UN aid agencies are expanding and speeding up their relief operations to hundreds of thousands of people displaced by fighting in Pakistan's northwest province.  A UNHCR charter plane carrying 120 tons of relief supplies for people fleeing the fighting landed in Pakistan earlier Tuesday.   

The UNHCR emergency airlift took off from Dubai early Tuesday morning.   The agency says the stock of thousands of mosquito nets, plastic sheets for emergency shelters, plastic rolls and two large portable warehouses it was carrying will be loaded onto seven trucks.

UN refugee spokesman, Ron Redmond, says the supplies will be taken immediately to UNHCR's warehouse in Peshawar, the capital of the North West Frontier Province.

"This airlifted consignment will bolster the thousands of relief supplies such as tents and kitchen sets, jerry cans and so on that are either locally procured or from our existing stockpiles in Pakistan," Redmond said. "UNHCR is distributing this stuff alongside our non-government partners and local authorities, as part of a joint UN response.  People are being registered in camps and at 38 registration centers that have now been established by the authorities with UNHCR help.  We are in the process of setting up 75 such registration centers."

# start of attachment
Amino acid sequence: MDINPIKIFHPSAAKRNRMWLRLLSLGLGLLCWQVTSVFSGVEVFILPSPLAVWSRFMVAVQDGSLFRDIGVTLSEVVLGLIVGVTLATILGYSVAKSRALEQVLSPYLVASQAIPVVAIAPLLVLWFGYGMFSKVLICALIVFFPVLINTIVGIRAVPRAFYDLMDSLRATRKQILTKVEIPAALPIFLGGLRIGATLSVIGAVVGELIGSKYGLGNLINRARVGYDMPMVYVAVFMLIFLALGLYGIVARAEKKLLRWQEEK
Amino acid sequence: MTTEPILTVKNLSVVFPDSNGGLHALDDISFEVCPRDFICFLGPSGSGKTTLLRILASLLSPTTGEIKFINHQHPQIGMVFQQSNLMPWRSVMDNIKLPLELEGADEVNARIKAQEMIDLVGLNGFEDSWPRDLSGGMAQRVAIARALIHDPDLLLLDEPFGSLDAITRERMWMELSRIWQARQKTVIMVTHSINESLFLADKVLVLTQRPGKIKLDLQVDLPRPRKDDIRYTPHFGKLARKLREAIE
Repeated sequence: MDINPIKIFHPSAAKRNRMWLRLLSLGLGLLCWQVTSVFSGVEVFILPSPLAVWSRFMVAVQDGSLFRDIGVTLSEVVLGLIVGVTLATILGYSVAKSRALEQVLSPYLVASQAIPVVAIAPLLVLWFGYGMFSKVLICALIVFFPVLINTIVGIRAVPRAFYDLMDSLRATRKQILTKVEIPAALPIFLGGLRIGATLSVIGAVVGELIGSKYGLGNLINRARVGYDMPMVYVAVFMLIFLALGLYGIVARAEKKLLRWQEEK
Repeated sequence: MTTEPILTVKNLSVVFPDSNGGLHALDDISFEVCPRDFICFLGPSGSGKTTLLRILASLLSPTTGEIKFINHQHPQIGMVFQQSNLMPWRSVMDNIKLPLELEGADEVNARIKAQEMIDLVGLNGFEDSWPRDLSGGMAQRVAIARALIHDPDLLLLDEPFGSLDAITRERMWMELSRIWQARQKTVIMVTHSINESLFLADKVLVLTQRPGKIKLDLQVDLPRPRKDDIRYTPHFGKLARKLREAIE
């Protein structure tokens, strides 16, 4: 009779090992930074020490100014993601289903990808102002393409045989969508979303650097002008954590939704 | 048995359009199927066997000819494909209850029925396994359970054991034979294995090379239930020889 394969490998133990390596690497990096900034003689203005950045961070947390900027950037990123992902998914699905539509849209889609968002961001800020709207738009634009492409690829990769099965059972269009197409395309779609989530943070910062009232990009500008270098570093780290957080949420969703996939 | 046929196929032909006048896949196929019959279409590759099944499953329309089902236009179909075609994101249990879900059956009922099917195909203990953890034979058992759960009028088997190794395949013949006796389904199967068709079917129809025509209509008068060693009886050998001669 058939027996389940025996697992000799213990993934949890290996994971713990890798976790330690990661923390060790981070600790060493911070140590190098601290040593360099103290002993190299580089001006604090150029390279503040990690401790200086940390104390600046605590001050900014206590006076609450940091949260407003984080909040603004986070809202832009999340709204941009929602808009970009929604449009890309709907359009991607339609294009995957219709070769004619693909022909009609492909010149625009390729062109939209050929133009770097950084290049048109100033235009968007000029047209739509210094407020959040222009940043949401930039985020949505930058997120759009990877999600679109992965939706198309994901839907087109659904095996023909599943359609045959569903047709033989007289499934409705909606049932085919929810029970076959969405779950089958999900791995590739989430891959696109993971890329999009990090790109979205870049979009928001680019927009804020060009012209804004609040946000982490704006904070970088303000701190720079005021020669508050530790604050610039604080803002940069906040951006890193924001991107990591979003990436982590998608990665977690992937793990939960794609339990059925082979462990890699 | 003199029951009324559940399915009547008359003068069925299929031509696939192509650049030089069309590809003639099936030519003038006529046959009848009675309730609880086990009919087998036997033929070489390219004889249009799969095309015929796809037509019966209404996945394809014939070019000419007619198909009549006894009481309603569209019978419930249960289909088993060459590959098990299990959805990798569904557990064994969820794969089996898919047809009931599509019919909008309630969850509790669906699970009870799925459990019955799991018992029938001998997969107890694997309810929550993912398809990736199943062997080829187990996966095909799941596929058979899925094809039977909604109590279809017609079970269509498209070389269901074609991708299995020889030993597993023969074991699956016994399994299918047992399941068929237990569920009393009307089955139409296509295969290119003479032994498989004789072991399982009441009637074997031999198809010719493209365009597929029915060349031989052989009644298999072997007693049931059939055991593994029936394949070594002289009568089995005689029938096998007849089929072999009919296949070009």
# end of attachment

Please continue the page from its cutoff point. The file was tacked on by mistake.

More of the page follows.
Government and UN sources put the number of people displaced in the Swat Valley and other areas in northwest Pakistan at 1.3 million since last August.  More than one half million have fled since the recent fighting erupted between government forces and Taliban militants.

Redmond says most of the displaced people from the new influx now have been formally registered by the authorities.    He says the majority are staying with relatives, friends or host communities.  More than 70,000 are in camps.

World Food Program spokeswoman, Emilia Casella, says her agency is currently feeding 654,000 internally displaced people.

"We have got about enough food for 1.5 million people for the next two to three months," Casella said. "And, that is currently what the stocks are in the country and obviously with this influx, there is a great need for increased funding for all humanitarian services.  For food so far this year, 42 million in US dollars have been received.  But, we are anticipating that the cost of a food operation of this size is going to be closer to about $120 million."  

Aid agencies agree the speed and scale of this crisis is posing huge challenges for everyone.  They are appealing to the international community to help the growing number of Pakistanis uprooted by the fighting.